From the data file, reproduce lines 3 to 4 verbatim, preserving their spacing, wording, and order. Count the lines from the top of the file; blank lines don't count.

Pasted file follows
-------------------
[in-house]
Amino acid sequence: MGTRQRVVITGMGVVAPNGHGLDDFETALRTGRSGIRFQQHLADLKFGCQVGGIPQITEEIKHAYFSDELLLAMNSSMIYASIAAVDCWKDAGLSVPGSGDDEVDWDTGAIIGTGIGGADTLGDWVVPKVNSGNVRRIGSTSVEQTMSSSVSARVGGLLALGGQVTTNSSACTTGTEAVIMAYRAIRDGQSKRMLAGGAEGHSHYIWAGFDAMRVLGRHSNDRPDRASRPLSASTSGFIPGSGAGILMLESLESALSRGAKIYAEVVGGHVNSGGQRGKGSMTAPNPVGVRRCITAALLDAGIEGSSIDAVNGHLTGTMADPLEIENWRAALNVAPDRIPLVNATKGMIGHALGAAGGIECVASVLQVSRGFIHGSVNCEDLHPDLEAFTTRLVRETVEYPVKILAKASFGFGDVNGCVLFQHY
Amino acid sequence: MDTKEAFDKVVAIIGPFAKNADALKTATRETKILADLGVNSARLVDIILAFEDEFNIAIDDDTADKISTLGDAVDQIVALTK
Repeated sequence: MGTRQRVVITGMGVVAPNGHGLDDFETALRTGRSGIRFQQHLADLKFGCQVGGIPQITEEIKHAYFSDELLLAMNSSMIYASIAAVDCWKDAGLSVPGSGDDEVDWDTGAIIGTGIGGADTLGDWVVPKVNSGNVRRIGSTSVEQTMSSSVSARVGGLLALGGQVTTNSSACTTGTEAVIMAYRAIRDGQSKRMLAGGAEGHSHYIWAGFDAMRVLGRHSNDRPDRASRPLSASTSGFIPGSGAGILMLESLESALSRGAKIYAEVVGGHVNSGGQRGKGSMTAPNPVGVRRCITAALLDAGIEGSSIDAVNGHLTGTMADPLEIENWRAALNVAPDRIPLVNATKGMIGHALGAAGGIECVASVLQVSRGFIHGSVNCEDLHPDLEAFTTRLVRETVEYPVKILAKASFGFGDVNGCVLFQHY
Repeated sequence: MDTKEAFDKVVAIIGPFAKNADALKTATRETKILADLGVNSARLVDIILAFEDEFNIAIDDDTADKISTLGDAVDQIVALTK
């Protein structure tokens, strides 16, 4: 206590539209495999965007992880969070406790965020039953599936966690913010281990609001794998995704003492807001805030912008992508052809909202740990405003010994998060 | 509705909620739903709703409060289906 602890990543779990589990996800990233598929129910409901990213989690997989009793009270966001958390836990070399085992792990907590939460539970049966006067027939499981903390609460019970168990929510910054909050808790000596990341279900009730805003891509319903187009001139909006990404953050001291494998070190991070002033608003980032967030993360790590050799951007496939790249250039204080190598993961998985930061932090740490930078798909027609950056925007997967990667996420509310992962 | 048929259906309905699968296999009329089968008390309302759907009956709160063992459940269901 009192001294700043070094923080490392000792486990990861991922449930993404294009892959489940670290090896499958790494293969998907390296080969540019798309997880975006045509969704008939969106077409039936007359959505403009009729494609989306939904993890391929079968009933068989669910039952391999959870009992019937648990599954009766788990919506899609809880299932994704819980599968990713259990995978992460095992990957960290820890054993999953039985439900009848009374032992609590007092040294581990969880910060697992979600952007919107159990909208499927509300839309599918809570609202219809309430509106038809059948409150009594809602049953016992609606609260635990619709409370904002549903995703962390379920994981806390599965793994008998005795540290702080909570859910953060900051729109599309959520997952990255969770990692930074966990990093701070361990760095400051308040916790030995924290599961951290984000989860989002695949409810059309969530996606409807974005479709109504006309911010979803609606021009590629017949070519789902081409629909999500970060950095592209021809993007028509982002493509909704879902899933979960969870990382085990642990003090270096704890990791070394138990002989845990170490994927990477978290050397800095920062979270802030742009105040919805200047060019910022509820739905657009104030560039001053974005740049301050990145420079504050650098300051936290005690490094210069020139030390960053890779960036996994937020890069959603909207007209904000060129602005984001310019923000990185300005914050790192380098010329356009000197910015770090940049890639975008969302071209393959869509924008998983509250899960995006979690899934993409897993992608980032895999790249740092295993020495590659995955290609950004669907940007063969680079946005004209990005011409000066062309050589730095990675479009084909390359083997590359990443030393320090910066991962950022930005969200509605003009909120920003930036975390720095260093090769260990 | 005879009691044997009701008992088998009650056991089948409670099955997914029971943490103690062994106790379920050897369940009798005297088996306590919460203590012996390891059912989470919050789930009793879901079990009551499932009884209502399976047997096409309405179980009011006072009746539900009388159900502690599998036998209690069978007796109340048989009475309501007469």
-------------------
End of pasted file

Amino acid sequence: MDTKEAFDKVVAIIGPFAKNADALKTATRETKILADLGVNSARLVDIILAFEDEFNIAIDDDTADKISTLGDAVDQIVALTK
Repeated sequence: MGTRQRVVITGMGVVAPNGHGLDDFETALRTGRSGIRFQQHLADLKFGCQVGGIPQITEEIKHAYFSDELLLAMNSSMIYASIAAVDCWKDAGLSVPGSGDDEVDWDTGAIIGTGIGGADTLGDWVVPKVNSGNVRRIGSTSVEQTMSSSVSARVGGLLALGGQVTTNSSACTTGTEAVIMAYRAIRDGQSKRMLAGGAEGHSHYIWAGFDAMRVLGRHSNDRPDRASRPLSASTSGFIPGSGAGILMLESLESALSRGAKIYAEVVGGHVNSGGQRGKGSMTAPNPVGVRRCITAALLDAGIEGSSIDAVNGHLTGTMADPLEIENWRAALNVAPDRIPLVNATKGMIGHALGAAGGIECVASVLQVSRGFIHGSVNCEDLHPDLEAFTTRLVRETVEYPVKILAKASFGFGDVNGCVLFQHY